Diagnosing renal masses, a growing medical dilemma
Telix’s kidney cancer portfolio targets CAIX (carbonic anhydrase IX), an antigen expressed on the surface of clear cell renal cell carcinoma (ccRCC), the most common and aggressive form of kidney cancer.
The detection of renal masses is increasing due to widespread use of cross-sectional imaging. Many of these are small and represent a diagnostic challenge as current imaging cannot reliably distinguish benign or malignant lesions from renal cell carcinoma, leading to invasive biopsy or partial nephrectomy (kidney removal) to confirm the diagnosis. These procedures are not always necessary and can lead to complications.
The highly positive result from the ZIRCON Phase III pivotal study of TLX250-CDx confirms that TLX250-CDx has the potential to become a standard of care in the diagnosis of renal masses.
The study delivered co-primary endpoints of 86% sensitivity and 87% specificity and 93% positive predictive value (secondary endpoint) exceeding clinical requirements for sensitivity and specificity targets.
The study also met the key secondary endpoint for the sensitivity and specificity required to diagnose ccRCC in tumours <4cm which currently presents a major unmet clinical need in the diagnosis of ccRCC.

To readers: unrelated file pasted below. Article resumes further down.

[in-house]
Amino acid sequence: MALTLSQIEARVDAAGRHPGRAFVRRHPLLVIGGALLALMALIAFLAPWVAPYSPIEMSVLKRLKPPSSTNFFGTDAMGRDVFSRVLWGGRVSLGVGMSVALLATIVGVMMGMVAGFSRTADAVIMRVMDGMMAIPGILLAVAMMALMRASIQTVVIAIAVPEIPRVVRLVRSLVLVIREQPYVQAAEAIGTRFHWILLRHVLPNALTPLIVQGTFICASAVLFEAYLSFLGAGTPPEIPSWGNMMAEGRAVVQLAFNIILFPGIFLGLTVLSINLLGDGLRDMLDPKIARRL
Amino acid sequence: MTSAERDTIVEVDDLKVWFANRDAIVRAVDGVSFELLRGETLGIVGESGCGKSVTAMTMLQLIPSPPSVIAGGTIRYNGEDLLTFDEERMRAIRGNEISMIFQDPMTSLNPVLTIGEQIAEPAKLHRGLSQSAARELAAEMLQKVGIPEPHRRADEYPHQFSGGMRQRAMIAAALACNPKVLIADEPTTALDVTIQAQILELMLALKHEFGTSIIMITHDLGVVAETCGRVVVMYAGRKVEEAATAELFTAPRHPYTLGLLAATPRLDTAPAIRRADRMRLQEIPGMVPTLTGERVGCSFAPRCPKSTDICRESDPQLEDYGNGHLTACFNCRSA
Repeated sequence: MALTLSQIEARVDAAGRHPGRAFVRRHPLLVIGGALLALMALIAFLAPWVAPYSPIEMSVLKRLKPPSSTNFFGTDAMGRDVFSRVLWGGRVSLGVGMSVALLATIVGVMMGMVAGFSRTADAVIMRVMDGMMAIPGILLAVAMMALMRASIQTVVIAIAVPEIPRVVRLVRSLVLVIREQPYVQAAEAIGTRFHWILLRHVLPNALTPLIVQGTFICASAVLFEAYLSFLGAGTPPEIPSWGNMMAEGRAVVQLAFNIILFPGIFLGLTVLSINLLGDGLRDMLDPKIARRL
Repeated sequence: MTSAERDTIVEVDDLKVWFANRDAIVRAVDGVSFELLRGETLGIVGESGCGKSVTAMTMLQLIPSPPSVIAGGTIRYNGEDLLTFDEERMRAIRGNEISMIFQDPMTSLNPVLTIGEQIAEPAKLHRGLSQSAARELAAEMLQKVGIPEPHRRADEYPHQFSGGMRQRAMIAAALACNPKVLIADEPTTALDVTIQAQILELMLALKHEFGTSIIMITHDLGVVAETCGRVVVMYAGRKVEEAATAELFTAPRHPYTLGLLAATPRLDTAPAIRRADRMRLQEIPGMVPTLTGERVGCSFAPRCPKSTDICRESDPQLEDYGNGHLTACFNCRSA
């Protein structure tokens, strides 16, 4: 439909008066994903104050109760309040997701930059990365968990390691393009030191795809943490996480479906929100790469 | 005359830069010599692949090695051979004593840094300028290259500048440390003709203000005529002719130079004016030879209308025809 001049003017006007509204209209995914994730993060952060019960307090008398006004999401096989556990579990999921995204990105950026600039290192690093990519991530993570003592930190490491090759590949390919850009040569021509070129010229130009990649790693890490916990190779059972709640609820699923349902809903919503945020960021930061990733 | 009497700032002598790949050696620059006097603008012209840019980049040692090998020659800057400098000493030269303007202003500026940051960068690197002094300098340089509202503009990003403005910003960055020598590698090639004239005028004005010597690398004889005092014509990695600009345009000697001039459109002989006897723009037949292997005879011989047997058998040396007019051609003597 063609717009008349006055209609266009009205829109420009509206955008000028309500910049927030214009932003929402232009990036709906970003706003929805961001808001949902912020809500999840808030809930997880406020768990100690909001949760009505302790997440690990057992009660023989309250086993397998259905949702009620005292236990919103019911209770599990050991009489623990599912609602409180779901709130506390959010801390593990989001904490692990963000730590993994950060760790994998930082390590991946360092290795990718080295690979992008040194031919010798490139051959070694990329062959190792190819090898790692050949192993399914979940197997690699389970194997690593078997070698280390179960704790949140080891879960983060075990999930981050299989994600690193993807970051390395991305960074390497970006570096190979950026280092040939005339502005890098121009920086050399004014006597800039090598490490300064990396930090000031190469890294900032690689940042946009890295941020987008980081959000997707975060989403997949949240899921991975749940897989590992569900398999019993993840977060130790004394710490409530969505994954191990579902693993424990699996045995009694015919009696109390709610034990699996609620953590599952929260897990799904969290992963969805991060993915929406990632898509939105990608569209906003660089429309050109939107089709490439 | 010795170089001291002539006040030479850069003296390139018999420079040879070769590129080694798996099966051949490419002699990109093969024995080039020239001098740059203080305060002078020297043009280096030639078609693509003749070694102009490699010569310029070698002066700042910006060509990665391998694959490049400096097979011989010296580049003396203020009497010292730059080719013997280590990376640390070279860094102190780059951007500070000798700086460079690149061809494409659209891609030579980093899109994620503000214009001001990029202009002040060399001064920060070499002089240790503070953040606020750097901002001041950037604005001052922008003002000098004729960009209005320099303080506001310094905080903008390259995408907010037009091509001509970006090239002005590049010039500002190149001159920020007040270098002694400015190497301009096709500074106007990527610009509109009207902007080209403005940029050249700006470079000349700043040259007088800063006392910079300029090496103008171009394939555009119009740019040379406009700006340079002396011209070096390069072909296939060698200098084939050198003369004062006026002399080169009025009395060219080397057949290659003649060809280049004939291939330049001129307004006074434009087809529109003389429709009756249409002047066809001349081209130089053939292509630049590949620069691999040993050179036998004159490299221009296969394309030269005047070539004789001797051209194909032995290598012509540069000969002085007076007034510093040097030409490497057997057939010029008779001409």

Based on these results Telix intends to file a BLA for regulatory approval with the FDA and global regulatory agencies as a positron emission tomography/computed tomography (PET/CT) imaging agent for use in the characterisation of indeterminate renal masses previously identified on CT or MRI as ccRCC or non-ccRCC.
Kidney cancer rates have doubled in the last 50 years
people were diagnosed with kidney cancer globally in 2020
people died from kidney cancer globally in 2020
kidney / urinary biopsies or surgeries performed annually in the US
of small renal masses are thought to be malignant
5-year survival rate for metastatic renal cell carcinoma
Exploring CAIX as a multi-disease target
CAIX is also expressed on a number of other solid tumours including in bladder or urothelial, breast, brain, cervix, colon, oesophagus, head and neck, lung, ovarian, pancreatic and vulval cancers. It is often expressed in hypoxic (oxygenated) tumour cells. Hypoxic tumours are typically more aggressive and less responsive to current treatments, particularly immunotherapies.1
Based on this potential to target different tumour types, investigator-led studies are also in progress using these investigational assets in urothelial carcinoma or bladder cancer, triple negative breast cancer, and non-muscle invasive bladder cancer in imaging and as a stand-alone and combination therapy.
 Huizing, F.J., Garousi, J., Lok, J. et al. CAIX-targeting radiotracers for hypoxia imaging in head and neck cancer models. Sci Rep 9, 18898 (2019). https://doi.org/10.1038/s41598-019-54824-5